Each surgery has specific instructions, which we will review with you at the time of your procedure. However, there are some general questions which are asked frequently.
Q: When can I shower?
A: After most surgeries, you can shower immediately. You will be told if it is not OK for you to shower after your procedure. In general, let the soap and water run over the incision and then pat the incision dry. No not rub the incision and do not soak in a bathtub or hottub or submerge in a swimming pool until the wound is completely healed (2 weeks). We frequently use a “wound glue” called Dermabond on the incision, which may feel slightly gummy. Leave it alone; don’t pick at it. If your incision is in the groin, endeavor to keep this area as dry as possible between showers, but do not use any powder on the area. If you have a dialysis catheter or a drain hanging out of your skin, you cannot get this area wet; you must sponge bath.
Q: When can I exercise?
A: In general, there is no bed rest after any procedure. We want you to be active. Being sedentary increases risk of complications like blood clots and bed sores. We advise walking activity and stretching exercises starting immediately. Walking up stairs is absolutely fine. Wait at least 2 weeks before resuming strenuous activity (running, spin class, skiing, tennis). No swimming until the wounds are completely healed (usually 2 weeks). People who have a groin or abdominal incision should wait at least 1 month before resuming weight lifting, sit ups, or abdominal crunches. When you resume strenuous activity, it is a good rule of thumb to start out doing 1/2 the intensity and 1/2 the duration you’d normally do, and then ramp up from there. Listen to your body, and if it seems like too much, back off, wait a few days, and then try again.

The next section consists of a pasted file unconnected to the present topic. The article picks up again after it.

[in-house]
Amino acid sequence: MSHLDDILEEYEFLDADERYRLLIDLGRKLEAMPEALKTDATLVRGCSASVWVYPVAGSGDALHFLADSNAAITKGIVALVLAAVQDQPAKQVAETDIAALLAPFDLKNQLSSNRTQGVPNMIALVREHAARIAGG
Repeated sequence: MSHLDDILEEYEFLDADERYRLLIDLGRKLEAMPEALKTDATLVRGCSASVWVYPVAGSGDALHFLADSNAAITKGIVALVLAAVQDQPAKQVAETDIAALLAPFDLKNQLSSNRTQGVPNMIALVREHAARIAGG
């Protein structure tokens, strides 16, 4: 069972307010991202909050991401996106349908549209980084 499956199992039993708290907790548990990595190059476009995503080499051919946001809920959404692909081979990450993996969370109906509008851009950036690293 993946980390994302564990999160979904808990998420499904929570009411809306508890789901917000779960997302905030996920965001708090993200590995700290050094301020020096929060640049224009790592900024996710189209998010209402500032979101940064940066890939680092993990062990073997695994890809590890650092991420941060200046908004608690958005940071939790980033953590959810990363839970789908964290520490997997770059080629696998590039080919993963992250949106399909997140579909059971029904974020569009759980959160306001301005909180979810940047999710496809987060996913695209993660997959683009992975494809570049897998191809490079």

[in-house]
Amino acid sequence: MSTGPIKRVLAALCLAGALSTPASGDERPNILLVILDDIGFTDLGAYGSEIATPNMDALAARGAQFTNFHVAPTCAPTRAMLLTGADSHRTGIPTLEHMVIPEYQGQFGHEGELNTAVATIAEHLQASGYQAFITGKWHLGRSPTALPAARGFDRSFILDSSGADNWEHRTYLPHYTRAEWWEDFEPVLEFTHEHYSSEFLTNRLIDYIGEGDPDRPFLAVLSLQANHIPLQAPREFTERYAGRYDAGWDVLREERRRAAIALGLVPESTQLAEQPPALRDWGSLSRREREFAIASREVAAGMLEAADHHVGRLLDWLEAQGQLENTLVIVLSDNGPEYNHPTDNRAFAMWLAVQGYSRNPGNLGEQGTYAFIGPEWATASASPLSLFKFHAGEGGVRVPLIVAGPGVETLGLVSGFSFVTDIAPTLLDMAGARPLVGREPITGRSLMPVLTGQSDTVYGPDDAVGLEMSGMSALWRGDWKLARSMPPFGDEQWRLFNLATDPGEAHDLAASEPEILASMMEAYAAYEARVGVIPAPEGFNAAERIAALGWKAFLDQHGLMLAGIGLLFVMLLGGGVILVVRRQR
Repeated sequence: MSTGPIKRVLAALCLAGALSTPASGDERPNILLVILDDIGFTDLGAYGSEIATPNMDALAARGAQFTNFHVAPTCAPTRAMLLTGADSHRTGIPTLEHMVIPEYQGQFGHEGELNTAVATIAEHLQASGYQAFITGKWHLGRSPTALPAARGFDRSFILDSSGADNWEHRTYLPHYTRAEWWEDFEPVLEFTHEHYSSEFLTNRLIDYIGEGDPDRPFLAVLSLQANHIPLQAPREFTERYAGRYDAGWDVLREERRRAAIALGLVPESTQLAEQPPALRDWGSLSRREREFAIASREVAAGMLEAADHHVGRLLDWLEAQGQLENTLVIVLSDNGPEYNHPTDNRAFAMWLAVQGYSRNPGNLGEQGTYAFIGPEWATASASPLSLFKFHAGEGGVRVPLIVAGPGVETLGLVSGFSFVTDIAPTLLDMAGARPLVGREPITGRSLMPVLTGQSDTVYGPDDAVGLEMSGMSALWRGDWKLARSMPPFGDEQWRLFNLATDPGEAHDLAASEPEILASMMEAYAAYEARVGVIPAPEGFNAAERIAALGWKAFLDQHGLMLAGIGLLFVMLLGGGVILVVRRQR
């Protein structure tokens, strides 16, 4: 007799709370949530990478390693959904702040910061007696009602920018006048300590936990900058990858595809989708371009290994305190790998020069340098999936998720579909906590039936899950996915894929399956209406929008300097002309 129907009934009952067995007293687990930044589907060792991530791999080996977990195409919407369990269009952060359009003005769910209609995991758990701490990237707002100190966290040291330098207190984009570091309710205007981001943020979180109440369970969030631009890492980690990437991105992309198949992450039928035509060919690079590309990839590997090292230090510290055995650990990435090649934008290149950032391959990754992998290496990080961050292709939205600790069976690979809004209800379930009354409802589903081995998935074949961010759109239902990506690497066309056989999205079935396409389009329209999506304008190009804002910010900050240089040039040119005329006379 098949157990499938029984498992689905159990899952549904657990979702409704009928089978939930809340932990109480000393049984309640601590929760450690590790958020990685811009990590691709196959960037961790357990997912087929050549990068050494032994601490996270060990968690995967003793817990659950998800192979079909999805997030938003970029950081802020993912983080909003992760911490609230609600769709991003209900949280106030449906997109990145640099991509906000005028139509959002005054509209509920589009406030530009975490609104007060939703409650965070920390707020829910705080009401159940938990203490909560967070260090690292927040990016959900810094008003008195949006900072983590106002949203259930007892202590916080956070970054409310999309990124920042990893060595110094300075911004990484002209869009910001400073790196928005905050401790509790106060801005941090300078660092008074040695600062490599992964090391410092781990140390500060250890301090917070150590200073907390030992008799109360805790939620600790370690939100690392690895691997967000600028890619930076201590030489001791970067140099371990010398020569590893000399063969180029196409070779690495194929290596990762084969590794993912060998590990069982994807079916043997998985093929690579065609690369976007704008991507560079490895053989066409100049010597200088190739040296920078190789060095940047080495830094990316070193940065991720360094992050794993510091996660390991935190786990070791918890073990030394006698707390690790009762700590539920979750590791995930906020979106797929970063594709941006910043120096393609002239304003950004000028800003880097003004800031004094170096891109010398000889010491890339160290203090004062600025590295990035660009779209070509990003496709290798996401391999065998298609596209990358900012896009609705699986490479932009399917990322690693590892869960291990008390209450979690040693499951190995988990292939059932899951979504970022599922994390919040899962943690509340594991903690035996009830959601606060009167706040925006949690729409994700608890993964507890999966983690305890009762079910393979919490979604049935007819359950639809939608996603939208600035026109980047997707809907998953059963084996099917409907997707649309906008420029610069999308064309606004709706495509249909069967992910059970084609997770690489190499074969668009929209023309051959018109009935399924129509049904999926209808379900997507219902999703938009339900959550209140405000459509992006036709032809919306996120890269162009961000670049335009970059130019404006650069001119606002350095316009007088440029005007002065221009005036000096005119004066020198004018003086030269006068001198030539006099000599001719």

Q: When can I fly, travel long distance, or go to high elevation?
A: We usually advise you wait at least 2 weeks after surgery before traveling. This actually has little to do with altitude and more to do with the normal process of healing after surgery. It is much safer if you have resumed your regular level of activity after surgery before taking a long car ride or plane ride.
Q: When can I return to work?
A: This has a lot to do with the type of surgery you are undergoing and the type of work you do. Most people feel that they are ready to return to work 2-3 days after varicose vein surgery. If you have a job that involves a lot of heavy lifting, it may be more like a week. If you have a job where you can work from home, you could probably start work the next day. In general, you need to be off pain medications and able to do your regular activities around the house before returning to work. We can help provide you letters to your employer explaining your absence from work, if needed.
Q: What should I look out for? How do I know if something is wrong?